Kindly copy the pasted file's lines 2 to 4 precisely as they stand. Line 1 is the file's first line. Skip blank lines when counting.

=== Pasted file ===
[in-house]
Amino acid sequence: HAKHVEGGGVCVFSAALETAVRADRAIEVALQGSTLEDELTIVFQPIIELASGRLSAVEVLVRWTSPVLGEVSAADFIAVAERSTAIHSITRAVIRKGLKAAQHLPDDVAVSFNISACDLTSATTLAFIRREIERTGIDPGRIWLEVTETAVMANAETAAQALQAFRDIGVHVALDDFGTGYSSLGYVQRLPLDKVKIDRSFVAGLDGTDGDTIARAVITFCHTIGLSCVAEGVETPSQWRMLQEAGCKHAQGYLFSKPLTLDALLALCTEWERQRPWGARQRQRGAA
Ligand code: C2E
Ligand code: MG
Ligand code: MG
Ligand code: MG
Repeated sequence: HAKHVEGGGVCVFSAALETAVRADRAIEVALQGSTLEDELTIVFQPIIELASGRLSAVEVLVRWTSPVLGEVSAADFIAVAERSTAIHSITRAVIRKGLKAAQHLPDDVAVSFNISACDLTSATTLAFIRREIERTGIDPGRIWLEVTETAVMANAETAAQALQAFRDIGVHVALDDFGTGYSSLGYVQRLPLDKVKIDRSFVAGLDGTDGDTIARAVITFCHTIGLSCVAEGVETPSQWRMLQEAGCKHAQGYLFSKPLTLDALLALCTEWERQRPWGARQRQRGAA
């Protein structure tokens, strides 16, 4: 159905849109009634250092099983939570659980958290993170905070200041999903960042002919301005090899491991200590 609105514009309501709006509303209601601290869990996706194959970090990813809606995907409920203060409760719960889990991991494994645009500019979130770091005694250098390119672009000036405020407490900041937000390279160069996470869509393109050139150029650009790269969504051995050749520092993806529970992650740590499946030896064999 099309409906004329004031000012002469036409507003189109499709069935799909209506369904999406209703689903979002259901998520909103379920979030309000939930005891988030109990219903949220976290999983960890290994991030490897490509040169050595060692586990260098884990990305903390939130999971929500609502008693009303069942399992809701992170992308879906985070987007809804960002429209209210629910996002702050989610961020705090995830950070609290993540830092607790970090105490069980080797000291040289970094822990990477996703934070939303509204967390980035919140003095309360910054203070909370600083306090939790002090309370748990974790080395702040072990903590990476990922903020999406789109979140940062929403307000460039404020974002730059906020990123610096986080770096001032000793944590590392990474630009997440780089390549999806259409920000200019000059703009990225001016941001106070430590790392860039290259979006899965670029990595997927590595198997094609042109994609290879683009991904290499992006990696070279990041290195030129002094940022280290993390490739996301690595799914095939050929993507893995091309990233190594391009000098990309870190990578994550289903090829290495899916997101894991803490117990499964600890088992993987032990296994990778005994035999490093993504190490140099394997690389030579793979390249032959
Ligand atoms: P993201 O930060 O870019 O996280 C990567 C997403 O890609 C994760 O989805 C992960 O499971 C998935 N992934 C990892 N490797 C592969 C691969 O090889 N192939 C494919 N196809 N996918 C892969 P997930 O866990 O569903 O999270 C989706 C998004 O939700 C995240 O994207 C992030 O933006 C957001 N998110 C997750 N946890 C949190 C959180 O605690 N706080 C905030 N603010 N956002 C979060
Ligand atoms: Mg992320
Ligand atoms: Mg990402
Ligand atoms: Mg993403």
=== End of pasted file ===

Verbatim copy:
Amino acid sequence: HAKHVEGGGVCVFSAALETAVRADRAIEVALQGSTLEDELTIVFQPIIELASGRLSAVEVLVRWTSPVLGEVSAADFIAVAERSTAIHSITRAVIRKGLKAAQHLPDDVAVSFNISACDLTSATTLAFIRREIERTGIDPGRIWLEVTETAVMANAETAAQALQAFRDIGVHVALDDFGTGYSSLGYVQRLPLDKVKIDRSFVAGLDGTDGDTIARAVITFCHTIGLSCVAEGVETPSQWRMLQEAGCKHAQGYLFSKPLTLDALLALCTEWERQRPWGARQRQRGAA
Ligand code: C2E
Ligand code: MG